Plastic Surgery Camp January 2010 (Bangladesh)
Report by Corien van Rijswijk
Cees Spronk, leader of the team and plastic surgeon
Paul Spauwen, professor plastic surgery and his wife Elizabeth Spauwen
Aafke Lautenbach, assistant anaesthetist
Steven Bannink, physiotherapist
Corien van Rijswijk, anaesthesiologist
My second plastic surgery camp was more professionally prepared. I knew what I could expect and I knew what the hospital in Faridpur lacks. Aafke had brought much equipment. All the intubation materials such as scissors, McGills, tweezers and feeders were given a coloured tape. Aafke removed all the packing material from the tubes, suction hoses and gloves so that we could carry more things in our suitcases. We removed the intubation materials, tubes, suction hoses, gloves, medicines and line-sets which were no longer good. After three hours we all had our suitcases apart from Aafke who had our intubation equipment and tubes! Finally also Aafke’s suitcase arrived. From now on we will divide these materials among ourselves.
Fortunately no opening ceremony, no speeches, just a cup of tea and biscuits in the manager’s room. The screening of the patients started around ten. Cees and Aafke mainly saw burns and contractures. Paul and I mainly saw problems with lips and palate. Some of last year’s patients came for a new treatment: a boy who was successfully treated for burn contractures now came for a follow-up operation, accompanied by relatives and four new patients.
Hardly anything had changed in the operation theatre. Fortunately the hoses of 2009 were still there as one of our new hoses had a faulty pressure valve. Doctor Alam, the local anaesthesiologist, gave us a working saturation gauge. He was glad to see us again. The two suction devices work much better, as we no longer have to move them from one table to the other.
We had fewer power cuts, although electricity remains a problem with sockets all over the place for all the devices. Often the plugs do not fit so we need a shoe and tape to connect plug and socket.
The plates of the two coagulation devices also cause problems regularly especially during operations on the palate and venous deformities. The devices for the anaesthesia had not had their annual check. The connections made too much noise even for the locals! Too much leakage and the gas-flow was increased so that we lost much gas. One moment both devices were hissing and general anaesthesia could no longer be given. We used local anaesthesia instead and ketamine.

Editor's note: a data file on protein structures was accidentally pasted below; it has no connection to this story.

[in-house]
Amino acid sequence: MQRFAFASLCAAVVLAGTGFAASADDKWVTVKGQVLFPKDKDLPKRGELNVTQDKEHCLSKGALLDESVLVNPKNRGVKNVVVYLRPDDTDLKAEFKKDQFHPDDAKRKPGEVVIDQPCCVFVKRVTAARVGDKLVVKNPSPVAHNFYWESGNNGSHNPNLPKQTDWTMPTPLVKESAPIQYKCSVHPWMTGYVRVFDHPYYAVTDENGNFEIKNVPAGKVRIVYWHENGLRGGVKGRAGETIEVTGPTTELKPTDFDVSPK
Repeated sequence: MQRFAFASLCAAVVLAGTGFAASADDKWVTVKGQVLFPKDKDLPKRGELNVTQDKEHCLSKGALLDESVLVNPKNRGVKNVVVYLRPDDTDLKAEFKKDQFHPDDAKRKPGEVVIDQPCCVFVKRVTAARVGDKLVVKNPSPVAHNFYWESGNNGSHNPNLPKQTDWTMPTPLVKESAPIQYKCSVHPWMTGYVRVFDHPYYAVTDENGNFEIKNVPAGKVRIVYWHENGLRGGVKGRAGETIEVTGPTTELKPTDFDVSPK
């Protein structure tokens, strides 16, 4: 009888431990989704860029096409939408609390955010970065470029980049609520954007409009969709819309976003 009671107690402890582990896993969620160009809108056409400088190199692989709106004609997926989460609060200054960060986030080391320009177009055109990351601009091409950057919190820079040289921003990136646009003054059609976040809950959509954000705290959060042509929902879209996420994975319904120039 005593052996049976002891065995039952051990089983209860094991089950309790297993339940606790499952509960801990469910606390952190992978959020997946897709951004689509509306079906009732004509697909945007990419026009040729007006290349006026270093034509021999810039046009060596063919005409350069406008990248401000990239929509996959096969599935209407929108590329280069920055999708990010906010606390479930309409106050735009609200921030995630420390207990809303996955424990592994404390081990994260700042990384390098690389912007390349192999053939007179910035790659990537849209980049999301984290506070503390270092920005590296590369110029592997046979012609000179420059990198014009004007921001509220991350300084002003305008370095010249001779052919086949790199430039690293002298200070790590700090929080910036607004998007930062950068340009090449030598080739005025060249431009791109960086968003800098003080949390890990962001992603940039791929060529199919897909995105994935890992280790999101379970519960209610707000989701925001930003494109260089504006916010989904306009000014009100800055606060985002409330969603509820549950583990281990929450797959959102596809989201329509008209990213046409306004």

A ”new” device had the same problem. A mechanic opened the dirty machine and replaced the sealing rings by making new ones out of a flexible thorax-hose. Aafke showed us how to repair things provisionally and Cees’ multi-tool (bought for five euros) worked miracles.
The replacement of the OK-lamp was done after an operation and not fortunately not during as it broke so that glass was found everywhere. Blunt tweezers are not thrown away but used time and again.
I found surgery on the palate more exciting than last year which I did together with Paul. If the wound remained wet we gave some Tran examine-acid, which functioned well as we had less blood loss. This year we operated upon many patients with ketamine and local anaesthesia. For children up to fifteen and operations of less than one hour this works fine. For adults and longer operations it is not ideal as the patients start to move.
This year we had again many no-shows. We do not know why: the cold, the long waiting? We did not work on three tables as before: Cees and Paul nearly had to do all the operations with assistants who barely speak English. Orders for the ward, bandages and medicines did not arrive. Some patients left without having seen anyone. In previous years dr. A.C. Paul was responsible for this, but this year he was absent. Fortunately he was able to assist us the last two days. The next day we left Faridpur.
Total operations: 194:
66 hare lips, 88 deformities by burns and 40 other operations.
Corien van Rijswijk.